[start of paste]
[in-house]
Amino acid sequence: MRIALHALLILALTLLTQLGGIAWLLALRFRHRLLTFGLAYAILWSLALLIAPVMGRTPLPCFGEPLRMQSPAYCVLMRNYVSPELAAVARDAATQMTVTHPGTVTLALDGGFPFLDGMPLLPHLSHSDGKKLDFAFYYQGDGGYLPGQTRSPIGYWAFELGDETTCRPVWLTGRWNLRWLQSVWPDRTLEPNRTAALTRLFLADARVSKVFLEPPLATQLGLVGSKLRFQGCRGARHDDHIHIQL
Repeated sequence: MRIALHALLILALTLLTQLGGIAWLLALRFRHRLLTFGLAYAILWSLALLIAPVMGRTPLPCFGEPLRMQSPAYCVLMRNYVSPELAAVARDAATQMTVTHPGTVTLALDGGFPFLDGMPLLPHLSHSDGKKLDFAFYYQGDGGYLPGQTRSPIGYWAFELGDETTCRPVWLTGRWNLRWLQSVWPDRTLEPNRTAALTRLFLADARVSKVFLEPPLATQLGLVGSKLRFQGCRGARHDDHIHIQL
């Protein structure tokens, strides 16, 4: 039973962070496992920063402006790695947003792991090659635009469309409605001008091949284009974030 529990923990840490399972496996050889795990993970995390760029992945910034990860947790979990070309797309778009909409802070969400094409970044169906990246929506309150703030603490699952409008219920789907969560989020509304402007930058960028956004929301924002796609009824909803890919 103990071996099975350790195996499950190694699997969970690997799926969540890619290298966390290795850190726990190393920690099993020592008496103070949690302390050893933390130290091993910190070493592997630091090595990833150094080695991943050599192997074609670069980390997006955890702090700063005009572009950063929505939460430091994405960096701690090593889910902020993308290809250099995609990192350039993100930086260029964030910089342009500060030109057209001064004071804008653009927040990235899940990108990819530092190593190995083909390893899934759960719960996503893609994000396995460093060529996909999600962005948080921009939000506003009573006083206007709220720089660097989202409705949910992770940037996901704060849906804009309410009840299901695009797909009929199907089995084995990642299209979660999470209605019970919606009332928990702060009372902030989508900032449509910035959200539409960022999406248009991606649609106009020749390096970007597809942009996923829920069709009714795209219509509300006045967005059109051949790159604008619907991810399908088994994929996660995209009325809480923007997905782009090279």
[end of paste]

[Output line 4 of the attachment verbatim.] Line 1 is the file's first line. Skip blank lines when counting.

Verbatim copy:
């Protein structure tokens, strides 16, 4: 039973962070496992920063402006790695947003792991090659635009469309409605001008091949284009974030 529990923990840490399972496996050889795990993970995390760029992945910034990860947790979990070309797309778009909409802070969400094409970044169906990246929506309150703030603490699952409008219920789907969560989020509304402007930058960028956004929301924002796609009824909803890919 103990071996099975350790195996499950190694699997969970690997799926969540890619290298966390290795850190726990190393920690099993020592008496103070949690302390050893933390130290091993910190070493592997630091090595990833150094080695991943050599192997074609670069980390997006955890702090700063005009572009950063929505939460430091994405960096701690090593889910902020993308290809250099995609990192350039993100930086260029964030910089342009500060030109057209001064004071804008653009927040990235899940990108990819530092190593190995083909390893899934759960719960996503893609994000396995460093060529996909999600962005948080921009939000506003009573006083206007709220720089660097989202409705949910992770940037996901704060849906804009309410009840299901695009797909009929199907089995084995990642299209979660999470209605019970919606009332928990702060009372902030989508900032449509910035959200539409960022999406248009991606649609106009020749390096970007597809942009996923829920069709009714795209219509509300006045967005059109051949790159604008619907991810399908088994994929996660995209009325809480923007997905782009090279």